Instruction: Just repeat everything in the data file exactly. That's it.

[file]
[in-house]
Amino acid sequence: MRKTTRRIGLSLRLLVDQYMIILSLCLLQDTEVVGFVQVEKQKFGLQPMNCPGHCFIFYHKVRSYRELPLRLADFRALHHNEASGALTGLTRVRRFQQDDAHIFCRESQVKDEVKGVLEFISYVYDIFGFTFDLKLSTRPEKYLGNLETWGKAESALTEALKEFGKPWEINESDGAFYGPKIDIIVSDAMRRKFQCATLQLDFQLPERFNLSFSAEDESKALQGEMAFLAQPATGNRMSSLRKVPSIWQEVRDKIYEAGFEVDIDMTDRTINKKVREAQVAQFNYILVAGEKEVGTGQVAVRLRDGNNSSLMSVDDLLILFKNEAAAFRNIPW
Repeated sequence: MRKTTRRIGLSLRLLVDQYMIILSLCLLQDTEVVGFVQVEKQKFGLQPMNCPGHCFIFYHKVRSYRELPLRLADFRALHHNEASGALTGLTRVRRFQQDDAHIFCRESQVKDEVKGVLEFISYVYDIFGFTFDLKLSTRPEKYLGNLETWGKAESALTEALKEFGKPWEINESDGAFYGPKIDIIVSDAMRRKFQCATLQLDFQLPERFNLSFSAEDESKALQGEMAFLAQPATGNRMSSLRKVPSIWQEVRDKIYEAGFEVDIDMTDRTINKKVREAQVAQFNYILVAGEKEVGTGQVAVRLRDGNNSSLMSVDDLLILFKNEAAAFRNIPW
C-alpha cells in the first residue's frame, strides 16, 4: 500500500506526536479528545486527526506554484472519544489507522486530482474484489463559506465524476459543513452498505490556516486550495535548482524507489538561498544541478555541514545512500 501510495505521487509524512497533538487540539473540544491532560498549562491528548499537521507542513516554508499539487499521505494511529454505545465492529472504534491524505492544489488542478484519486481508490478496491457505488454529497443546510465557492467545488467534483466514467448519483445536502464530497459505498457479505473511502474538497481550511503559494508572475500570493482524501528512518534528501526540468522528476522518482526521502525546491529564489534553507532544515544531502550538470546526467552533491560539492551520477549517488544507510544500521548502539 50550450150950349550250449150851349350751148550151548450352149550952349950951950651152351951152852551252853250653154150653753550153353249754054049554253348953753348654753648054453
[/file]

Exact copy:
[in-house]
Amino acid sequence: MRKTTRRIGLSLRLLVDQYMIILSLCLLQDTEVVGFVQVEKQKFGLQPMNCPGHCFIFYHKVRSYRELPLRLADFRALHHNEASGALTGLTRVRRFQQDDAHIFCRESQVKDEVKGVLEFISYVYDIFGFTFDLKLSTRPEKYLGNLETWGKAESALTEALKEFGKPWEINESDGAFYGPKIDIIVSDAMRRKFQCATLQLDFQLPERFNLSFSAEDESKALQGEMAFLAQPATGNRMSSLRKVPSIWQEVRDKIYEAGFEVDIDMTDRTINKKVREAQVAQFNYILVAGEKEVGTGQVAVRLRDGNNSSLMSVDDLLILFKNEAAAFRNIPW
Repeated sequence: MRKTTRRIGLSLRLLVDQYMIILSLCLLQDTEVVGFVQVEKQKFGLQPMNCPGHCFIFYHKVRSYRELPLRLADFRALHHNEASGALTGLTRVRRFQQDDAHIFCRESQVKDEVKGVLEFISYVYDIFGFTFDLKLSTRPEKYLGNLETWGKAESALTEALKEFGKPWEINESDGAFYGPKIDIIVSDAMRRKFQCATLQLDFQLPERFNLSFSAEDESKALQGEMAFLAQPATGNRMSSLRKVPSIWQEVRDKIYEAGFEVDIDMTDRTINKKVREAQVAQFNYILVAGEKEVGTGQVAVRLRDGNNSSLMSVDDLLILFKNEAAAFRNIPW
C-alpha cells in the first residue's frame, strides 16, 4: 500500500506526536479528545486527526506554484472519544489507522486530482474484489463559506465524476459543513452498505490556516486550495535548482524507489538561498544541478555541514545512500 501510495505521487509524512497533538487540539473540544491532560498549562491528548499537521507542513516554508499539487499521505494511529454505545465492529472504534491524505492544489488542478484519486481508490478496491457505488454529497443546510465557492467545488467534483466514467448519483445536502464530497459505498457479505473511502474538497481550511503559494508572475500570493482524501528512518534528501526540468522528476522518482526521502525546491529564489534553507532544515544531502550538470546526467552533491560539492551520477549517488544507510544500521548502539 50550450150950349550250449150851349350751148550151548450352149550952349950951950651152351951152852551252853250653154150653753550153353249754054049554253348953753348654753648054453